Sustainability and circularity can be big business even as they address vital environmental and social needs. While some companies run into limits in their ability to act in subcontracted production processes, others are investing in solutions. Cities are also pushing important changes in their local economies. Amsterdam, Copenhagen, Barcelona, and Brussels are moving toward establishing doughnut economies aimed at sustainability and human welfare. Another related signal is the right to repair movement’s momentum and visibility. There is a global increase toward realigning values toward the economics of sustainability.

    Think about: How will the circular economy redefine how we do business and investments?

    7. A new health focus


    Society is centred around health now more than ever. A convergence of technological and social factors have enabled people to take control of their lives. Outdoor recreation areas are more popular than ever as people explore socially-distanced activities. Mental health is becoming a crucial issue in private and professional contexts. There is also both a growing backlash against technology addiction and an increased reliance on technology to help give people even more information about their personal health. The development of self bio-tracking culture gives people insight into sleep, exercise, diet, and even their current glucose level. New evidence is linking sleep quality and quantity to the ageing process and a number of chronic diseases.

    A Simple take

    Products and services to improve peoples’ health are on the rise. These include technology such as apps and body sensors and lifestyle-altering experiences. New food types are being developed, including lab-grown meats that promise environmental and health benefits, as well as investment opportunities. The outdoor industry also continues to see record sales as people buy equipment to pursue their lifestyle changes.

    Think about: How do people find the right balance between drawing the benefits from new health technologies and reducing their screen time?

    8. Politics: The rise of all voices


    The convulsions of activism and protests across many levels of society and governments have been institutionalised in the private sector. The fight for climate, gender equality, and social justice has far-reaching reverberations. The rising tide of activism is often organised through social media, which gives people a public voice like never before. It has also drawn attention to the impact of “Big Tech” on the political landscape.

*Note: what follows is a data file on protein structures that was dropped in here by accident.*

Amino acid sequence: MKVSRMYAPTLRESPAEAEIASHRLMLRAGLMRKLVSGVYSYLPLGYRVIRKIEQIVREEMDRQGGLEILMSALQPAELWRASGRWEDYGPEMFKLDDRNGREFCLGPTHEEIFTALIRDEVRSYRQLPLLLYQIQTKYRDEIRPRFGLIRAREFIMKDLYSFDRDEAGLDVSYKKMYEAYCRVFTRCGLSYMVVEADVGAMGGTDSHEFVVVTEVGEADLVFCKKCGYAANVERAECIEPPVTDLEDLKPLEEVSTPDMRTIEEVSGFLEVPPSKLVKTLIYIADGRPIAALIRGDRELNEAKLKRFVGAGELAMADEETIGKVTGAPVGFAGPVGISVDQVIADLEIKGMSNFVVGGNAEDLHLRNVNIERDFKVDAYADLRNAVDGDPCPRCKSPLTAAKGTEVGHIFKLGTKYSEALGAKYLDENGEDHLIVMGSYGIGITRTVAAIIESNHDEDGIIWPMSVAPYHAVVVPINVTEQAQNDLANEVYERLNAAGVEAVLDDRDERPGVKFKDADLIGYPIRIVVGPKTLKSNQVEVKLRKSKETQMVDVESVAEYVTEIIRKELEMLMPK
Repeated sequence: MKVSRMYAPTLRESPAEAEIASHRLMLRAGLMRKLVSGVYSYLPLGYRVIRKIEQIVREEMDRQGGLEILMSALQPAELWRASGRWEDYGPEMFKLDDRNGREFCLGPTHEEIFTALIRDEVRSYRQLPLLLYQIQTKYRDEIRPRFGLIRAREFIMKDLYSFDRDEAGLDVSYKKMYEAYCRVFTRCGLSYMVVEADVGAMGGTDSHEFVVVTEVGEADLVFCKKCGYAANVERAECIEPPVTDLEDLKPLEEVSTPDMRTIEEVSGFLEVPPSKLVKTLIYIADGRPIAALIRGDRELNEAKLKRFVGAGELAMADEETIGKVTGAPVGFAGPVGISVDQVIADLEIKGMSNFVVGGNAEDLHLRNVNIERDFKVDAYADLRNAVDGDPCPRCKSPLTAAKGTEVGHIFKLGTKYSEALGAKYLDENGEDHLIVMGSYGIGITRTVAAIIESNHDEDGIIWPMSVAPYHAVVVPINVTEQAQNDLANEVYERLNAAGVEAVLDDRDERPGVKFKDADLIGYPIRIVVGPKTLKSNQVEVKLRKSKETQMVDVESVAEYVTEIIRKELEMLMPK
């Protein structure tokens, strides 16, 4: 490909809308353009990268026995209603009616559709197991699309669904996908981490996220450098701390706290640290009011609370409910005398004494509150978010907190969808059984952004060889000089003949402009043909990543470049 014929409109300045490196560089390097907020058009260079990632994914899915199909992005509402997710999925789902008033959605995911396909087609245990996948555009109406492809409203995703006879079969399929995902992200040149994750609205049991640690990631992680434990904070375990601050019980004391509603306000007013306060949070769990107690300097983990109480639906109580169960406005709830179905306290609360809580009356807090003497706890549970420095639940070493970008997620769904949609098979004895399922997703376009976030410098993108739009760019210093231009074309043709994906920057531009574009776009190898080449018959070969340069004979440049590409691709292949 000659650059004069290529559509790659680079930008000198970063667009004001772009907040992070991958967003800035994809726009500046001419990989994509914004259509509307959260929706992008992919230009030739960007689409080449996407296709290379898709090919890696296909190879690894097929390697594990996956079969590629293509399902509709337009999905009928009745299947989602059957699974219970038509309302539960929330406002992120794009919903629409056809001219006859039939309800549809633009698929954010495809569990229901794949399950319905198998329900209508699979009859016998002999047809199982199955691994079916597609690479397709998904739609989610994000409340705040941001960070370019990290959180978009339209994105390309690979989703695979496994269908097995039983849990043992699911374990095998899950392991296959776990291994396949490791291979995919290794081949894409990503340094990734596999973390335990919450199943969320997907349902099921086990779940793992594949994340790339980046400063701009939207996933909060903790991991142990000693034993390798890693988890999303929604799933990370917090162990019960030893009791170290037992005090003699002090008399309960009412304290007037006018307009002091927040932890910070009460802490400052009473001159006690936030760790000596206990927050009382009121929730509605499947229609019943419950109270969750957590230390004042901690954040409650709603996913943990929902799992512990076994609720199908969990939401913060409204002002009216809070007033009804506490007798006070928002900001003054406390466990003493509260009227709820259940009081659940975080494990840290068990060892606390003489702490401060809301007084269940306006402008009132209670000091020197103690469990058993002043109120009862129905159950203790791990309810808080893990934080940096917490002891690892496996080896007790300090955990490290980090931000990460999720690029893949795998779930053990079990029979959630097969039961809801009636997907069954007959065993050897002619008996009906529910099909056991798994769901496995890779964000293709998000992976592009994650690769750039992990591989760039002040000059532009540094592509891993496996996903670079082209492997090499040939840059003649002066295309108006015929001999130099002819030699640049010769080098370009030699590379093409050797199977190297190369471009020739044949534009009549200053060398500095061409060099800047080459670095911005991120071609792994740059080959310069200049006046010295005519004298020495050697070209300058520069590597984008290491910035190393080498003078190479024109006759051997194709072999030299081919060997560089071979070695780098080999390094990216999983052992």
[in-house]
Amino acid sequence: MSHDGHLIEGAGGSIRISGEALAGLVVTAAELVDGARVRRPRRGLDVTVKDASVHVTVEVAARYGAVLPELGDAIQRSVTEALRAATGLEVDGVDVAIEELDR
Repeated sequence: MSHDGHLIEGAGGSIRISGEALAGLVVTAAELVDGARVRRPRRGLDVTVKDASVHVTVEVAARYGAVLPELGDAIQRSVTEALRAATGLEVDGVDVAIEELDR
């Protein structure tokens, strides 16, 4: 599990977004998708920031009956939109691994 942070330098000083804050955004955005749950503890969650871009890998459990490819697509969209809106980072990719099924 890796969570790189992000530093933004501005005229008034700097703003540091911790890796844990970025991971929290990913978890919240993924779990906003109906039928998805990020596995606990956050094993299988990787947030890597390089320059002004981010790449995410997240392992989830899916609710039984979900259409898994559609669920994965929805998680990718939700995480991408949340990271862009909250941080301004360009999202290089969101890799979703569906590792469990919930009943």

A Simple take

    If everything is activism, then calls for a turn towards conscious capitalism point toward the future. Companies need to adapt their business models and internal practices to the demands of such a diverse set of causes. Failing to do so will leave firms in an ever-reactive state, unable to move forward,  with little regard to how innovative their products may be.

    Think about: What is the impact of technology in the current political climate?

    Methodological note

    We use a heuristic process throughout the year to organise distinct data points that will help us make sense of the currents with the most staying power and potential to create lasting change. Some information appears as front-page headlines, while other data materialise as inconsistent blips of a faint pulse. The STEEPV – social, technological, economic, environmental, political, and values – gives us intellectual bins to store signal events and transformative ideas that we identify for further analysis. The results of this process are the eight key points discussed in this review.

    Related Insights
    Companies with foresight stay ahead of the curve
    Companies with foresight stay ahead of the curve

    Remaining relevant and competitive in a rapidly evolving marketplace is no mean feat. Whilst innovation methodologies and speed-to-market are fundamental business tactics, how do we ensure we’re solving the right kind of problems? Foresight and trend analysis provide us with the necessary tools to do so.

    Create your free account to read this review.

    Join our community to access this and other Simple content.
    Not yet a member?

    Sign up for a free account by clicking on the link below.

    Register New Account